68 Airport Passenger Terminal Planning and Design The example in Figure 81 gives a range of wait times that may be experienced by passengers in a scenario similar to the five-flight example period. The maximum wait time based on 10 iter- ations or runs in the queue model yielded a range of 17 to 34 minutes, and a maximum required queue depth of 44 feet. The minimum queue depth at any U.S. airport with international service is required to be at least 50 feet (75 feet normally); so, under the input conditions in this exam- ple the existing queue depth is satisfactory. The next section in this model allows the user to look at a single sample international flight arrival and run a queue model to estimate wait times and queue size requirements. The demand in this case will be the estimated seat configuration of a likely international flight of a desired aircraft. The user can specify the number of double booths to be used in passenger processing and at what rate. One hundred passengers/per hour/per double booth is the CBP standard and should be used unless there is better local data that supports using a different known process- ing rate. This value can also be varied to do a sensitivity check on the overall process. Among the many CBP facility requirements is the number of double inspection booths and the minimum passenger queue depth and width for primary inspection. This spreadsheet model allows the user to evaluate a CBP-recommended passenger flow rate and booth count, or user-selected values. Figure 83 shows the input section where the user makes these decisions. The process in the single-arrival example will follow the same methods used in the multi-flight example except there is no random variability. The user enters the number of seats, load factor, and unload rate to determine the demand on primary processing. After the user next enters the number of double booths and processing rate, the queue model will estimate the maximum wait time and maximum number of passengers in the queue. To see the effects that bucket size has on a queue model example, the user can select either a 1-minute or 5-minute bucket size to observe minor variances. As in the first example with multiple flights, the output from the queue model will also estimate the required queue depth based on the existing number of double booths and desired LOS area for the passengers. In Example #2, shown in Figure 83, the userâs entries have determined that if 15 square feet per passenger is the desired LOS area/passenger then the queue depth would need to be at least 43 feet. Primary Processing (5 sample flights) 0 50 100 150 200 250 300 350 -15 -10 -5 0 5 10 15 20 25 30 35 40 45 50 55 60 65 70 75 80 85 90 95 100 105 Minutes Pa ss en ge rs On Time - Passengers in QueueVariable - Passengers in Queue On Time - Arriving PassengersVariable - Arriving Passengers Start Time Figure 82. Example of random flights and initial flights queuing chart.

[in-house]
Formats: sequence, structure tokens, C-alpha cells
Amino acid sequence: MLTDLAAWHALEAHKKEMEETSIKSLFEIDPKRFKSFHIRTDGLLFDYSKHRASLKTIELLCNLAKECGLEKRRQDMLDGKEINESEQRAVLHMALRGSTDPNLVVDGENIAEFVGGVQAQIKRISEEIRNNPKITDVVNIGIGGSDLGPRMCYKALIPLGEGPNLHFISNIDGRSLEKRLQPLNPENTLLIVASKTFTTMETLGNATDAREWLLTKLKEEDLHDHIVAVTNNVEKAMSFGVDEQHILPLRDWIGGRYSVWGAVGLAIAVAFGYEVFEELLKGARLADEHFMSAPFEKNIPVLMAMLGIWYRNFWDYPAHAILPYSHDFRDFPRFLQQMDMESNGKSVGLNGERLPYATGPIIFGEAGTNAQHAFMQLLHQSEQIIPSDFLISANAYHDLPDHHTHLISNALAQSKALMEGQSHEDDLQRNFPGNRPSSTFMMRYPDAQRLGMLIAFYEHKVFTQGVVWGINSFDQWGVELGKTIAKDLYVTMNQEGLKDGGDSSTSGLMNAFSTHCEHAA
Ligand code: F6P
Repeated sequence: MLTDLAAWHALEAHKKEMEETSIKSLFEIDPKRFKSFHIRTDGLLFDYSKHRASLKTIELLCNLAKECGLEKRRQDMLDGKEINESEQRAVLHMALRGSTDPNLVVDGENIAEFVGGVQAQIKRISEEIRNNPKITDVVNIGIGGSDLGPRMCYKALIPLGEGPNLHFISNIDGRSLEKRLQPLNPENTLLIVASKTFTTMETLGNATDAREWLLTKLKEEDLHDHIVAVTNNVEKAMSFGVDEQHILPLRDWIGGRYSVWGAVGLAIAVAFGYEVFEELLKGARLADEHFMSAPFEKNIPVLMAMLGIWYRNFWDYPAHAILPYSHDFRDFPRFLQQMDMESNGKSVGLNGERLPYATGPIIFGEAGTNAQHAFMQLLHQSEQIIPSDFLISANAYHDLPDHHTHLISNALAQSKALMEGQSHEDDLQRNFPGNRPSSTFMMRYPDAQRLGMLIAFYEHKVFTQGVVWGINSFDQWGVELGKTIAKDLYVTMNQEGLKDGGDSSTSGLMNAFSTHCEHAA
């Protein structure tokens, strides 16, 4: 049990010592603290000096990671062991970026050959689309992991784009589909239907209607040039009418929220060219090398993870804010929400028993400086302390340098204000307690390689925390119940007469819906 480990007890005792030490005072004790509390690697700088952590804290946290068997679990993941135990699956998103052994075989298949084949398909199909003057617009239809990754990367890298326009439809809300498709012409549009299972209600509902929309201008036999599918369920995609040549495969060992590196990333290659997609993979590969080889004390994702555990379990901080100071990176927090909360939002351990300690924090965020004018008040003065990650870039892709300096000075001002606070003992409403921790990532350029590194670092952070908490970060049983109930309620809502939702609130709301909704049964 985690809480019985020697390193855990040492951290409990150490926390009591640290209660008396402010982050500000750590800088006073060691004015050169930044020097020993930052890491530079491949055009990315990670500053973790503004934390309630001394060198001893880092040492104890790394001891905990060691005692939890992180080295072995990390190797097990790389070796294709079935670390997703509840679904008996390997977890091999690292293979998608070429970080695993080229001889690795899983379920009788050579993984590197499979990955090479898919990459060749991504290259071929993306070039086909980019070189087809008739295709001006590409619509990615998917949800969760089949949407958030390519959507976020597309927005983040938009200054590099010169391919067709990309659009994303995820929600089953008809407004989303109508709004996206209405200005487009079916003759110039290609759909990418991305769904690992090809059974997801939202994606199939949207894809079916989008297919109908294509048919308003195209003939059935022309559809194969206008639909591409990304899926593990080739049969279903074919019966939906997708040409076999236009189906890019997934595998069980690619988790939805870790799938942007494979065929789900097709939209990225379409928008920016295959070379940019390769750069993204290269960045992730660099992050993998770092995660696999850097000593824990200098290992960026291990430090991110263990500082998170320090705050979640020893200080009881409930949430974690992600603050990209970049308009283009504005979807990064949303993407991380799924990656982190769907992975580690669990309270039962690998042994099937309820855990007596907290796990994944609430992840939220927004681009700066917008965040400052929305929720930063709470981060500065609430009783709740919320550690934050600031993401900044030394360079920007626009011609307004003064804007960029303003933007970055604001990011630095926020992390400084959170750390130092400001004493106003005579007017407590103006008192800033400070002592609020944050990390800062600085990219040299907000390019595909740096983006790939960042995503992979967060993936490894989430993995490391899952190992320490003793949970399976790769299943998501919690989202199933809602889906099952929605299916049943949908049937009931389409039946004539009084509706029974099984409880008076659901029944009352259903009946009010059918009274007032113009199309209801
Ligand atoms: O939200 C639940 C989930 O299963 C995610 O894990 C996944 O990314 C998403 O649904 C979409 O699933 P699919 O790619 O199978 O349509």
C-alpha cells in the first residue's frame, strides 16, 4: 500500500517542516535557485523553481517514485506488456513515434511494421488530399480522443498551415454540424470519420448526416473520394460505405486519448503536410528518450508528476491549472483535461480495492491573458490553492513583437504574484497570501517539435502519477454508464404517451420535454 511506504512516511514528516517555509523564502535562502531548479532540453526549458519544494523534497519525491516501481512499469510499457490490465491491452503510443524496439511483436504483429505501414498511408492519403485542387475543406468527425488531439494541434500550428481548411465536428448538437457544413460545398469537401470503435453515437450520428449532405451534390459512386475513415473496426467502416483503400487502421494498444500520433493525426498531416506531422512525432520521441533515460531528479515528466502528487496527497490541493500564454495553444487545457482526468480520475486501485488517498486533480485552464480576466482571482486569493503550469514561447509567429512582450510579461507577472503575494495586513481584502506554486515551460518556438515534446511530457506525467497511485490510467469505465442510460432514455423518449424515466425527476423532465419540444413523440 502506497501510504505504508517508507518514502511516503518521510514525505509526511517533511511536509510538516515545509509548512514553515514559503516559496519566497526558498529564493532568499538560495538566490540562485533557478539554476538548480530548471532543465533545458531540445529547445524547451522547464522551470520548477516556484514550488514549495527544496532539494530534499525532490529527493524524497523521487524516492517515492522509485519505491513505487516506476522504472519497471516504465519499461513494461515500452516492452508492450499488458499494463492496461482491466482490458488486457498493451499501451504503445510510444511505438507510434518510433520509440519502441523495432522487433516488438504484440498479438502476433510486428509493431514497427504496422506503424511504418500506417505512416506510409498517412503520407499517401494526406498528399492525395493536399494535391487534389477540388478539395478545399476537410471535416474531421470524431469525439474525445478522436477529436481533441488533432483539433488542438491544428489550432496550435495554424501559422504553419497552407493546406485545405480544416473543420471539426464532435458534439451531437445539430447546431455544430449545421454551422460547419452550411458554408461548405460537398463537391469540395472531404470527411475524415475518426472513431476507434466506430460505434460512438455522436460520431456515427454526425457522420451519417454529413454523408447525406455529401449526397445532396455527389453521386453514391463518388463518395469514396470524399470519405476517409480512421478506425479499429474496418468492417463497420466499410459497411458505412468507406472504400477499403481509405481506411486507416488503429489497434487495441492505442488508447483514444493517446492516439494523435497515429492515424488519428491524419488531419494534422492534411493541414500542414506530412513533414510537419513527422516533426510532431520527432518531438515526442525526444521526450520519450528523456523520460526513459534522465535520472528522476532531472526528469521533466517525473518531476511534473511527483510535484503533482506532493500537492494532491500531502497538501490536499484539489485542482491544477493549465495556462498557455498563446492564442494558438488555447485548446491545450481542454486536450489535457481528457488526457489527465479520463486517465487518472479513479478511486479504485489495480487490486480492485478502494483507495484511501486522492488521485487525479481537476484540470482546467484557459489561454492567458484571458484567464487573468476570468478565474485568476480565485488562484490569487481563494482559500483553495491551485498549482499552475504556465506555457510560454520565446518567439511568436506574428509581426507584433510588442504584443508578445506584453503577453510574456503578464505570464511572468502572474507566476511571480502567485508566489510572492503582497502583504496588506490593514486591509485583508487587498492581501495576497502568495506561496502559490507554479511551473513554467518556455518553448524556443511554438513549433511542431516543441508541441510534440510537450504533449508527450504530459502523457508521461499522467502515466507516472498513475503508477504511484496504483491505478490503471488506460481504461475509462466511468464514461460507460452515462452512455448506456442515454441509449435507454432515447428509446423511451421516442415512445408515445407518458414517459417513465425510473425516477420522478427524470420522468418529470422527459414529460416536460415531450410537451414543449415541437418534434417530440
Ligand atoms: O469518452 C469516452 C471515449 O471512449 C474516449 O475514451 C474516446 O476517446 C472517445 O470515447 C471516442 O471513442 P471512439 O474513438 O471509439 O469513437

The standard double inspector booth is approximately 14 feet deep and, with the passenger standing areas on either side, 11 feet 6 inches wide. The CBP requires a 7-foot minimum distance from the booths to the holding line for waiting passengers. CBP recommends a 50-foot mini- mum queue depth for smaller airports, and a 75-foot queue depth for larger airports, but the actual depth should be a function of the peak number of passengers forecast to be in the queue and the LOS assumed. Separate queues are required for U.S. residents and for foreign citizens. Although Figure 84 shows equal queuing areas, the division of the queues would be determined by the nationality mix of the passengers. The width of the queue lines is recommended to be 5 feet as most international passengers are traveling with others. Federal Inspection Services/U.S. Customs and Border Protection Model 69 Figure 83. Example of single arrival for primary processing. Source: Hirsh Associates 11FT 6IN / 3.5M standard booth 12FT / 3.7M min. circulation 14FT / 4.3M standard double booth 7FT / 2.1M min. to waiting line 75FT / 22.9M min. queue area depth 12FT / 3.7M min. circulation 120FT / 36.6M Figure 84. Primary inspection lanes with CBP standard dimensions.
Figure 84 illustrates a typical primary inspection area with the standard dimensions as pub- lished by CBP. Baggage Claim Following the primary processing step, the passengers move to baggage claim to retrieve their checked bags. Because of delays that may occur during primary processing, checked bags are often at the claim unit before the passengers arrive. In Figure 85, the next section in the model uses a probability bag-matching model to estimate the time a claim unit will be in use and how much linear frontage will be required for a specific demand load. The user must input average or specific information in relation to passengers and bags, as well as the likely bag delivery (dump) rate and delays. From these inputs the included bag-match model will estimate the desired outputs and generate a graph to show a possible flow pattern for the passengers and bags. The key outputs are also highlighted on the graph in Figure 86. 70 Airport Passenger Terminal Planning and Design Figure 85. Passengers and bags at Baggage Claim model. Figure 86. Chart of passengers and bags at baggage claim.
After primary inspection, passengers proceed to international baggage claim. The approach in sizing baggage claim for an FIS is similar to that for a domestic baggage claim. However, the time a claim unit is in use is typically longer for two reasons: â¢ Checked baggage ratios and the percentage of passengers with checked bags are typically higher than for domestic flights, thus requiring more time to unload. All passengers entering the United States must also have CBP baggage inspection at their first point of entry (except those in-transit). Connecting passengers then re-check bags to their final destination. â¢ Passengers must clear CBP primary before entering the baggage claim area, which normally allows bags to accumulate on the claim unit before passengers arrive. This delay can require a claim unit with greater capacity for baggage storage than is required for domestic flights with similar passenger characteristics. Thus, an international claim unit may be sized more for bag- gage storage than for active claim frontage, although both aspects should be considered. If suf- ficient storage isnât available (or passengers are delayed at CBP primary longer than anticipated), airline employees may have to unload bags from the claim unit and place them on the floor for passengers to pick up. Federal Inspection Services/U.S. Customs and Border Protection Model 71